Multiple hypothesis testing has been a frequent topic of discussion for ecologists (Garcia, 2004). Likewise it has become an active area of statistical investigation more recently with the production of large data sets of genomic microarray data (Pounds, 2006; Cheng and Pounds, 2007). Traditionally the p-value has been used for performing a single significance test. The p-value of a test measures the minimum false positive rate that is incurred when declaring that test significant. Classically, multiple hypotheses have been addressed in terms of the familywise error rate (FWER) (Storey, 2002). Benjamini and Hockberg (1995) introduced the concept of false discovery rate (FDR), which ecologists have begun to use (Garcia, 2004). Whereas the false positive rate measures the proportion of true null hypotheses that are (incorrectly) called significant, the false discovery rate (FDR) measures the proportion of alternative hypotheses that are (incorrectly) called significant. The positive false discovery rate (pFDR) has been proposed as an error rate for multiple testing in microarray data, and the "q-value" as an error measurement (in a Bayesian framework) related to pFDR for each of the many tests performed simultaneously (Storey, 2002, 2003). The q-value measures the minimum false discovery rate that is incurred when calling that test significant (according to the p-value), i.e., the expected proportion of false positives among all tests as, or more extreme, than the observed test. It is more useful than p-values when many tests are being done in exploratory studies (Storey and Tibshirani, 2003). We estimated q-values for each p-value calculated for the correlation matrix using the R (R Development Core Team, 2007) package "fdrtool," in which the q-value is the tail area-based FDR (="Fdr") (Strimmer, 2008). Alpha was set at 0.05 for p-values (p-values < 0.10 were considered marginally significant and noted in Table 1). In an exploratory study such as this, results should be considered preliminary and followed by more detailed investigations.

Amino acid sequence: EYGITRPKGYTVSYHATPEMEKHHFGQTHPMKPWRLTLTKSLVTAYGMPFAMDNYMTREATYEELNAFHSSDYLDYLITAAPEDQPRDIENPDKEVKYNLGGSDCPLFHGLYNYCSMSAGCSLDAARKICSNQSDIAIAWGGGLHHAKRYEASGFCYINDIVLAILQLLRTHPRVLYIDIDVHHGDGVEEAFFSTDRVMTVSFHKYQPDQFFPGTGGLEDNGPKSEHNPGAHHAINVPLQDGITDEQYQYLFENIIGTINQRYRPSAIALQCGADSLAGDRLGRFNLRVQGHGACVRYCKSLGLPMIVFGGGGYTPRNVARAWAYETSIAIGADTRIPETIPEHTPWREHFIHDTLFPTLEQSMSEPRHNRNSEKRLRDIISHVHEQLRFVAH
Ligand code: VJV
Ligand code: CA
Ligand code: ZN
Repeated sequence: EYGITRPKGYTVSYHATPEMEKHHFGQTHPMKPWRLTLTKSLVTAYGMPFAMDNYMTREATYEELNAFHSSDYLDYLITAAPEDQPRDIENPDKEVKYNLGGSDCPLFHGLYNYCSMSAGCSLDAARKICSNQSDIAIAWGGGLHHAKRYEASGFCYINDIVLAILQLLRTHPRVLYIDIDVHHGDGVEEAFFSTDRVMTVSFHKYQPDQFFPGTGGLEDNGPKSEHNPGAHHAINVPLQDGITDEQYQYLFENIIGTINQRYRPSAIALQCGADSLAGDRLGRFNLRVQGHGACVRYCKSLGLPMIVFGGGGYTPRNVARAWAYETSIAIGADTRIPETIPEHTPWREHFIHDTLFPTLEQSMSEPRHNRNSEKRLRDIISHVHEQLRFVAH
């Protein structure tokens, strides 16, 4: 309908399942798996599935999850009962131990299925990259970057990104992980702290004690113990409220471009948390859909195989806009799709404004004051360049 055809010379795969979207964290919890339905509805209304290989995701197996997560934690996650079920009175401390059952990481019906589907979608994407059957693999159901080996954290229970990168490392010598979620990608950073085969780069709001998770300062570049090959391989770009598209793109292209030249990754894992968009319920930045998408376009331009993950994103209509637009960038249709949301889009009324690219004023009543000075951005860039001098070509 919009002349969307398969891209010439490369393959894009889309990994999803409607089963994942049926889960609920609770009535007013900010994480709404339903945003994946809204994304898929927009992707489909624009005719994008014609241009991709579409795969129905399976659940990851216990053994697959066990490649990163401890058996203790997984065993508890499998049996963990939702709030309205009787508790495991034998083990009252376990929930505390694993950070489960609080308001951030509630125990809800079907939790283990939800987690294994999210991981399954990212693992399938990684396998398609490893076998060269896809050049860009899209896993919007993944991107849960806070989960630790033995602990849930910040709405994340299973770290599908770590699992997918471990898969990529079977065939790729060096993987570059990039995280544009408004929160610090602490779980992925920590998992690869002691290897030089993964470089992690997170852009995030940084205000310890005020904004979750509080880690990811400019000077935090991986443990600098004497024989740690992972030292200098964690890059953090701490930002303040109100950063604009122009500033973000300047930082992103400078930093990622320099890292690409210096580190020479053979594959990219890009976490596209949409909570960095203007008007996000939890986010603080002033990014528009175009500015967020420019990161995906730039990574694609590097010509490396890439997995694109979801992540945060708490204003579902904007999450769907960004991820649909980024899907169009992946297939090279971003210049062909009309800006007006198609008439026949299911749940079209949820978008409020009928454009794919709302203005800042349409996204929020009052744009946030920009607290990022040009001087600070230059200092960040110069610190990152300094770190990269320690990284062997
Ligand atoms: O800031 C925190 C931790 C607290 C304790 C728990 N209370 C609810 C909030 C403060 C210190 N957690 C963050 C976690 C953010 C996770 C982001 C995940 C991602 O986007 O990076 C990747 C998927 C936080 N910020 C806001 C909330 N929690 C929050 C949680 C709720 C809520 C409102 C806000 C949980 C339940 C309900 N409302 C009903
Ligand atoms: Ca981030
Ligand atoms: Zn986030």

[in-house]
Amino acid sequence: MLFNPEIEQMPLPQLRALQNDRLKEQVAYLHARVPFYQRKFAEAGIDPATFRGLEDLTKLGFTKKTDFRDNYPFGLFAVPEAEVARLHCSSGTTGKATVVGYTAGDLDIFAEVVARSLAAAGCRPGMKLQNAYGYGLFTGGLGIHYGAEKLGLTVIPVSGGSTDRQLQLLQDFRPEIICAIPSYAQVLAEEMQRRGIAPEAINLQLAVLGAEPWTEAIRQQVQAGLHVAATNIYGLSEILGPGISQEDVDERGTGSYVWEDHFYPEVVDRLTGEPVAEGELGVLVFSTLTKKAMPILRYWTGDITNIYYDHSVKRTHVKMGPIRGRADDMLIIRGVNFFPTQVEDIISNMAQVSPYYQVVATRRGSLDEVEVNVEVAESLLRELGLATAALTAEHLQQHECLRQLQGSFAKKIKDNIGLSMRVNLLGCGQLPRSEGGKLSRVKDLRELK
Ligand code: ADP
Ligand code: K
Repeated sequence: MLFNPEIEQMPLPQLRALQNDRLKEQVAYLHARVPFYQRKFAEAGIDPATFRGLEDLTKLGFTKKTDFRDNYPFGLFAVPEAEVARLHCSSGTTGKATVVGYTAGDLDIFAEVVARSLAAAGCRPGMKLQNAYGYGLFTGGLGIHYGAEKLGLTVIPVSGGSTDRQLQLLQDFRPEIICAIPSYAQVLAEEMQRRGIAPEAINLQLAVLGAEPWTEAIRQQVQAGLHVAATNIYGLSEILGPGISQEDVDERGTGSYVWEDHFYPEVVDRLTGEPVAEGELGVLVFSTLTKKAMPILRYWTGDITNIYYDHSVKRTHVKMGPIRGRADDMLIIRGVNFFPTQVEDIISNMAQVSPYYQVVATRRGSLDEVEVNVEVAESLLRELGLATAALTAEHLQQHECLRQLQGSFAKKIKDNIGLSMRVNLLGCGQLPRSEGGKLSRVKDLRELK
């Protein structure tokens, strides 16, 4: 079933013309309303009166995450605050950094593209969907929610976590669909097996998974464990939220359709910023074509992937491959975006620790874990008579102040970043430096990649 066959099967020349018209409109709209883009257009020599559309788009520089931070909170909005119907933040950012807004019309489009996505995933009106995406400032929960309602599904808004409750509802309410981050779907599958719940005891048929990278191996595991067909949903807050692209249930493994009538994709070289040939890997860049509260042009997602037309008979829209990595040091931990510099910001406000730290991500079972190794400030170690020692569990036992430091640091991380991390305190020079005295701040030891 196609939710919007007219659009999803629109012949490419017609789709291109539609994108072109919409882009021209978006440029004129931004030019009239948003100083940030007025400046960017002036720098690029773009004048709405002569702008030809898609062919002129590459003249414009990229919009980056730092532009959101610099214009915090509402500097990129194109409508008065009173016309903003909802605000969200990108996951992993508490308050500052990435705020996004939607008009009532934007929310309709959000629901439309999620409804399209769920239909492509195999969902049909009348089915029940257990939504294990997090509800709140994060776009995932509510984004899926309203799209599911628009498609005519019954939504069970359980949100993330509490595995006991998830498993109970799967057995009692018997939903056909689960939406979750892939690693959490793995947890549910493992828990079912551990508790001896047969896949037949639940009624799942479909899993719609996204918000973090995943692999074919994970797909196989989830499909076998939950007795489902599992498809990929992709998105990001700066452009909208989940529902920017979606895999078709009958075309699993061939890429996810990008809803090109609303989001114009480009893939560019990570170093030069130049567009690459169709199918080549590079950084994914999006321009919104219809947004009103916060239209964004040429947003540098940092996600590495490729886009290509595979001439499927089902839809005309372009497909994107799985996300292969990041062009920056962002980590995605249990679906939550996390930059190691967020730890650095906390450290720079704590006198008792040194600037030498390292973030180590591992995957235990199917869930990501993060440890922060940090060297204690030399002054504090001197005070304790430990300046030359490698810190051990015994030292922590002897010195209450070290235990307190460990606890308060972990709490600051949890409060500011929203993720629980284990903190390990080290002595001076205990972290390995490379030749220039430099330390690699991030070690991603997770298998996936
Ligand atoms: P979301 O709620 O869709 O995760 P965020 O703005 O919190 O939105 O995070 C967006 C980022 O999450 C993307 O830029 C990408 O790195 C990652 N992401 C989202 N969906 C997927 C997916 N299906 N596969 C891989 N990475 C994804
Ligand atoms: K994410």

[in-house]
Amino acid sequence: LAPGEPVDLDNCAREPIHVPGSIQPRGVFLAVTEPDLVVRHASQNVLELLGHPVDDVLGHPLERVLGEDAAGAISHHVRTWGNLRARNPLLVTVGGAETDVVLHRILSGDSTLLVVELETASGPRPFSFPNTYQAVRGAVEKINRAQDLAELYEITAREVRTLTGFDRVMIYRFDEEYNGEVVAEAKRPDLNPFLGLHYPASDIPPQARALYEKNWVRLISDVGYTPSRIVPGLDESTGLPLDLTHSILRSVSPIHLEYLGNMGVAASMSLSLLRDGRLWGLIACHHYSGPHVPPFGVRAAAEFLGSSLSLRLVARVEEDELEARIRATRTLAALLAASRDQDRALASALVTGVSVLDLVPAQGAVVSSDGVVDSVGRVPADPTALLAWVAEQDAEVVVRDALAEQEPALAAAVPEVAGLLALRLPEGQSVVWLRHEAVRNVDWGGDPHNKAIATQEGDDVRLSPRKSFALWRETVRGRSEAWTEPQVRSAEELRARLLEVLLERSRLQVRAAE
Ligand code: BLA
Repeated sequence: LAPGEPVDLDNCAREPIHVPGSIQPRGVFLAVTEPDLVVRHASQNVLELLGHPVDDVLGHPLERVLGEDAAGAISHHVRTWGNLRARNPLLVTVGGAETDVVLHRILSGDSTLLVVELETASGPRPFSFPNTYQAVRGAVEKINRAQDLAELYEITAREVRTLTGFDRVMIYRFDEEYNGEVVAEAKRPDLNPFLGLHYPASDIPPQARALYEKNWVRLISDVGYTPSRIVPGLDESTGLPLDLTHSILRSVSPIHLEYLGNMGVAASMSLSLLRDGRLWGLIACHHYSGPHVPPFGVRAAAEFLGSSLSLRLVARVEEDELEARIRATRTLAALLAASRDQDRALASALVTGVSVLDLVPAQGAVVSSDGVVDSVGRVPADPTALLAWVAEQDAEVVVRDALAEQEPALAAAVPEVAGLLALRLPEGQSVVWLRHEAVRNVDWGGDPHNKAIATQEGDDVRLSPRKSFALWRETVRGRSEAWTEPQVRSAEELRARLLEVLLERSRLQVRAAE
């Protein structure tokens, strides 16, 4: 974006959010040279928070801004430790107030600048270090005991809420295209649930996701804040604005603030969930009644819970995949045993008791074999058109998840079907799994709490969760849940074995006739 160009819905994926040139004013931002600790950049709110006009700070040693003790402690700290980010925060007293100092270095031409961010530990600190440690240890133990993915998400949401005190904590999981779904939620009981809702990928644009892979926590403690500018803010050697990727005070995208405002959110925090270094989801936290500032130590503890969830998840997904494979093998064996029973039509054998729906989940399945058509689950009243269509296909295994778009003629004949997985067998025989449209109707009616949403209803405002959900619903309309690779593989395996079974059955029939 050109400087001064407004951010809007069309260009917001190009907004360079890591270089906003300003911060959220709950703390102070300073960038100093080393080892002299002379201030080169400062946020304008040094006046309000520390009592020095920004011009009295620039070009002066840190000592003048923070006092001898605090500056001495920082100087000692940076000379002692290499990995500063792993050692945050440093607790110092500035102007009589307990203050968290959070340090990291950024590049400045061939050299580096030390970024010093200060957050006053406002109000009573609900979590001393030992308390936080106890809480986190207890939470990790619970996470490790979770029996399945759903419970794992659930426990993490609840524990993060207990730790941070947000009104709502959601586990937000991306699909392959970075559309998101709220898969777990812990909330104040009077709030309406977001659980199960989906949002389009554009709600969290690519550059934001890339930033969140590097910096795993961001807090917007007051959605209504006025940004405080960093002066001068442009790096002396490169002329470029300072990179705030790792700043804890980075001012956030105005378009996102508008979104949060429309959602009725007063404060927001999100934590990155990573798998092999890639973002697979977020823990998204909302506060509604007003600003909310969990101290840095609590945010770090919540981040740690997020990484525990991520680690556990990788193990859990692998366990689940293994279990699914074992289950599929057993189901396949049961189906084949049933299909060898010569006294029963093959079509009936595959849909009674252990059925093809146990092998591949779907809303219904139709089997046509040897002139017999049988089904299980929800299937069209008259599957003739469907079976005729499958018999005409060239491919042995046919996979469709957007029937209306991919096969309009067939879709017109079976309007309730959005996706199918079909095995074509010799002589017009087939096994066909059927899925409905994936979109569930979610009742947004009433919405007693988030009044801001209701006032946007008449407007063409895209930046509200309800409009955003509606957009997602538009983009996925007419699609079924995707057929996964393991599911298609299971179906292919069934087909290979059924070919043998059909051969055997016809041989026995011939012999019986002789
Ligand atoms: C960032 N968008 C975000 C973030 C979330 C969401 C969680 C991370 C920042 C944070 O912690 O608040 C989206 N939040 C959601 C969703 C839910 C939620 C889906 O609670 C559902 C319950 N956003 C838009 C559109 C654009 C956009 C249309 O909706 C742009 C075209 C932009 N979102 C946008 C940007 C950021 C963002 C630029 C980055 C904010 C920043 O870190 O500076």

The variability in total inorganic soil-N concentrations among sites was primarily due to differences in concentrations of nitrate rather than ammonium. Nitrate concentrations ranged from 3 to 13 mg [kg.sup.-1]. Ammonium concentrations were less than 4 mg [kg.sup.-1] at all sites except RSM (5 mg [kg.sup.-1]). Calcium concentrations ranged from 1250 to 9000 mg [kg.sup.-1], phosphorus concentrations ranged from 7 to 74 mg [kg.sup.-1], potassium concentrations ranged between 35 and 298 mg [kg.sup.-1] and magnesium concentrations ranged from 170 to 1095 mg [kg.sup.-1]. pH was slightly alkaline at most sites, but acidic at the RSM site (5.2). The lowest total inorganic soil-N concentration (5 mg [kg.sup.-1]) was found at the two sites where Phalaris arundinacea was absent.